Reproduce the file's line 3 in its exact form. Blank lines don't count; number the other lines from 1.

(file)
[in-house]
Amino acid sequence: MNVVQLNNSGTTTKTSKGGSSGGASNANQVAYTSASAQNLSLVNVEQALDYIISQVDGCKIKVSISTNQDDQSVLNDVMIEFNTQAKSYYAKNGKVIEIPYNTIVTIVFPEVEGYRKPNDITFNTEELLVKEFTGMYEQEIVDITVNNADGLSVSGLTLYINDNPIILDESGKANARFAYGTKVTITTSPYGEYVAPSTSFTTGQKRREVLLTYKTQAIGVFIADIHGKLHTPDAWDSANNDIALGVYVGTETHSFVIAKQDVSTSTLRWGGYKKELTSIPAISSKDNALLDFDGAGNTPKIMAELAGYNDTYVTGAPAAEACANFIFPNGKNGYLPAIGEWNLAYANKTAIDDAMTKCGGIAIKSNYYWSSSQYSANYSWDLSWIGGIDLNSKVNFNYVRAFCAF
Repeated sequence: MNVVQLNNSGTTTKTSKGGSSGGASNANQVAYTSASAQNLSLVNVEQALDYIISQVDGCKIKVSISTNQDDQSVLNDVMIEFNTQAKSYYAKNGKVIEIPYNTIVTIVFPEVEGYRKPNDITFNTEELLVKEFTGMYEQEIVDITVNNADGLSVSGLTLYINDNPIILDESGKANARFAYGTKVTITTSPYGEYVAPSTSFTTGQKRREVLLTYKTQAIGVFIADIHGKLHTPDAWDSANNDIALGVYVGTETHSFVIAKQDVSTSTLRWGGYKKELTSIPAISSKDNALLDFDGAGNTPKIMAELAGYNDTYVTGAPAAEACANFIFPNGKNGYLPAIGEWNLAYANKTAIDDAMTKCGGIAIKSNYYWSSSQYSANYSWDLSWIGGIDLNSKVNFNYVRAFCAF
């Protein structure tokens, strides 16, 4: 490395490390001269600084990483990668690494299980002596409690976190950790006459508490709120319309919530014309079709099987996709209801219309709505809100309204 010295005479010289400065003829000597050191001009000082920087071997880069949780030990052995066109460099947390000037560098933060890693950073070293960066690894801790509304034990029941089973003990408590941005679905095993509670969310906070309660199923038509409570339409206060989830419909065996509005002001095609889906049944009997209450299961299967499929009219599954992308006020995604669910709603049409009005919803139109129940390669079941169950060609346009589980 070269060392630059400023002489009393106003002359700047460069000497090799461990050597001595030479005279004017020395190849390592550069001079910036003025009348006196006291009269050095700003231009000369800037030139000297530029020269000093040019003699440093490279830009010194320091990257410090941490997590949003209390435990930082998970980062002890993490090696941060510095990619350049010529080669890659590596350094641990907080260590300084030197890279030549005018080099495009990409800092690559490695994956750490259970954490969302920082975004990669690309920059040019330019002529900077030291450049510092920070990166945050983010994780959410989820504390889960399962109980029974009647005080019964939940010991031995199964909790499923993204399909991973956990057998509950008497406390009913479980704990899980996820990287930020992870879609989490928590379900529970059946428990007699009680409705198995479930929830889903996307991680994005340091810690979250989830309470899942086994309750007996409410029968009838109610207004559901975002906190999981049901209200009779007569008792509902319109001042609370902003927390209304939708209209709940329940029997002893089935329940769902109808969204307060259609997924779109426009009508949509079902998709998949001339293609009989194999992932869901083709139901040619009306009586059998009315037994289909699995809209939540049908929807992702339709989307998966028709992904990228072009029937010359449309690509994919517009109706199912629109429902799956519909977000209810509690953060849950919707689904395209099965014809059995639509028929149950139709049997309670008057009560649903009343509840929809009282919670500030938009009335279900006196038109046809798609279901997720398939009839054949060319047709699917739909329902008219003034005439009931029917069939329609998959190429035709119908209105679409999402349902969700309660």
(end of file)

Repeated sequence: MNVVQLNNSGTTTKTSKGGSSGGASNANQVAYTSASAQNLSLVNVEQALDYIISQVDGCKIKVSISTNQDDQSVLNDVMIEFNTQAKSYYAKNGKVIEIPYNTIVTIVFPEVEGYRKPNDITFNTEELLVKEFTGMYEQEIVDITVNNADGLSVSGLTLYINDNPIILDESGKANARFAYGTKVTITTSPYGEYVAPSTSFTTGQKRREVLLTYKTQAIGVFIADIHGKLHTPDAWDSANNDIALGVYVGTETHSFVIAKQDVSTSTLRWGGYKKELTSIPAISSKDNALLDFDGAGNTPKIMAELAGYNDTYVTGAPAAEACANFIFPNGKNGYLPAIGEWNLAYANKTAIDDAMTKCGGIAIKSNYYWSSSQYSANYSWDLSWIGGIDLNSKVNFNYVRAFCAF